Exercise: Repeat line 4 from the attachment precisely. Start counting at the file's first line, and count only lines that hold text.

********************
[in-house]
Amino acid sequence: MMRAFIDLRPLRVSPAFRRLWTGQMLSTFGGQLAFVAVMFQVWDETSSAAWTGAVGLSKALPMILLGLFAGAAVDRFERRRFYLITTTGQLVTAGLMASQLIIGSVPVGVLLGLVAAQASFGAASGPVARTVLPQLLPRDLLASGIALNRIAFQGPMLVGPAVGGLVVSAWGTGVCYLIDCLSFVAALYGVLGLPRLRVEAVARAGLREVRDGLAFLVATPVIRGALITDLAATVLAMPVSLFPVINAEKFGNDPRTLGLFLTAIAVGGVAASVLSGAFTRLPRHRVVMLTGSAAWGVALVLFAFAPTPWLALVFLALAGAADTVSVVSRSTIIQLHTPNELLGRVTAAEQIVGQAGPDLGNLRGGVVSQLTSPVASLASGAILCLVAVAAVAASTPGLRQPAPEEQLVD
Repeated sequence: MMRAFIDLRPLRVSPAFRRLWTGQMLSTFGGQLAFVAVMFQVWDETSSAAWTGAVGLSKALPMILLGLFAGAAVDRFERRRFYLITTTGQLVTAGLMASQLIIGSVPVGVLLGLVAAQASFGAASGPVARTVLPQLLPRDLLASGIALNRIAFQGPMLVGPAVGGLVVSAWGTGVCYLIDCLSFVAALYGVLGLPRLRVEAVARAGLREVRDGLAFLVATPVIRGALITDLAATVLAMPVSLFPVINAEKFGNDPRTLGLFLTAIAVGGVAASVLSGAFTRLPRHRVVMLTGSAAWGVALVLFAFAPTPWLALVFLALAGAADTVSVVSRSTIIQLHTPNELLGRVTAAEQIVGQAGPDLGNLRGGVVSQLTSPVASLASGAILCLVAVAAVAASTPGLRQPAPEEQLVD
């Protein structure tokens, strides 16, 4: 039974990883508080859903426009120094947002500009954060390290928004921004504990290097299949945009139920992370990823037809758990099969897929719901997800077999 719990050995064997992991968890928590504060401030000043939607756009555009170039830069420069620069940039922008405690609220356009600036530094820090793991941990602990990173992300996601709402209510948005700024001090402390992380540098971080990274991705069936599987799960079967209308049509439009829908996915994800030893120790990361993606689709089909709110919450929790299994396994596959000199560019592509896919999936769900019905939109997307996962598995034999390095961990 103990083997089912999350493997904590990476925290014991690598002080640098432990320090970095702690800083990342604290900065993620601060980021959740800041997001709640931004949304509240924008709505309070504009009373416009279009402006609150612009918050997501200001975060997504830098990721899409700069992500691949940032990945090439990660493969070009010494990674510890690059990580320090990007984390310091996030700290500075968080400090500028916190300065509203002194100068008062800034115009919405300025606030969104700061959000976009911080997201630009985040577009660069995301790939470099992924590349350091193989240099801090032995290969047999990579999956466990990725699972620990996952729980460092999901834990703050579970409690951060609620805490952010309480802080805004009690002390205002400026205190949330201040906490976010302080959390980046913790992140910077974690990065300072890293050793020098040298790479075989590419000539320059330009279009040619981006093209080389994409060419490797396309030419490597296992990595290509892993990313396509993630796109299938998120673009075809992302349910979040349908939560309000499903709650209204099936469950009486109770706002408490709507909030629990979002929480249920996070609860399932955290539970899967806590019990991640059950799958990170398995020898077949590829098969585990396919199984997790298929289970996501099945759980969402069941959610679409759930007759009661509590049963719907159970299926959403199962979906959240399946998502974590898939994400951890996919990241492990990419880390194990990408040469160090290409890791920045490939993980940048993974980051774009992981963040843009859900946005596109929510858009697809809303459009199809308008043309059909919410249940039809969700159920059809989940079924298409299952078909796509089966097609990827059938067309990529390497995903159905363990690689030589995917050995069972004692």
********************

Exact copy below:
């Protein structure tokens, strides 16, 4: 039974990883508080859903426009120094947002500009954060390290928004921004504990290097299949945009139920992370990823037809758990099969897929719901997800077999 719990050995064997992991968890928590504060401030000043939607756009555009170039830069420069620069940039922008405690609220356009600036530094820090793991941990602990990173992300996601709402209510948005700024001090402390992380540098971080990274991705069936599987799960079967209308049509439009829908996915994800030893120790990361993606689709089909709110919450929790299994396994596959000199560019592509896919999936769900019905939109997307996962598995034999390095961990 103990083997089912999350493997904590990476925290014991690598002080640098432990320090970095702690800083990342604290900065993620601060980021959740800041997001709640931004949304509240924008709505309070504009009373416009279009402006609150612009918050997501200001975060997504830098990721899409700069992500691949940032990945090439990660493969070009010494990674510890690059990580320090990007984390310091996030700290500075968080400090500028916190300065509203002194100068008062800034115009919405300025606030969104700061959000976009911080997201630009985040577009660069995301790939470099992924590349350091193989240099801090032995290969047999990579999956466990990725699972620990996952729980460092999901834990703050579970409690951060609620805490952010309480802080805004009690002390205002400026205190949330201040906490976010302080959390980046913790992140910077974690990065300072890293050793020098040298790479075989590419000539320059330009279009040619981006093209080389994409060419490797396309030419490597296992990595290509892993990313396509993630796109299938998120673009075809992302349910979040349908939560309000499903709650209204099936469950009486109770706002408490709507909030629990979002929480249920996070609860399932955290539970899967806590019990991640059950799958990170398995020898077949590829098969585990396919199984997790298929289970996501099945759980969402069941959610679409759930007759009661509590049963719907159970299926959403199962979906959240399946998502974590898939994400951890996919990241492990990419880390194990990408040469160090290409890791920045490939993980940048993974980051774009992981963040843009859900946005596109929510858009697809809303459009199809308008043309059909919410249940039809969700159920059809989940079924298409299952078909796509089966097609990827059938067309990529390497995903159905363990690689030589995917050995069972004692």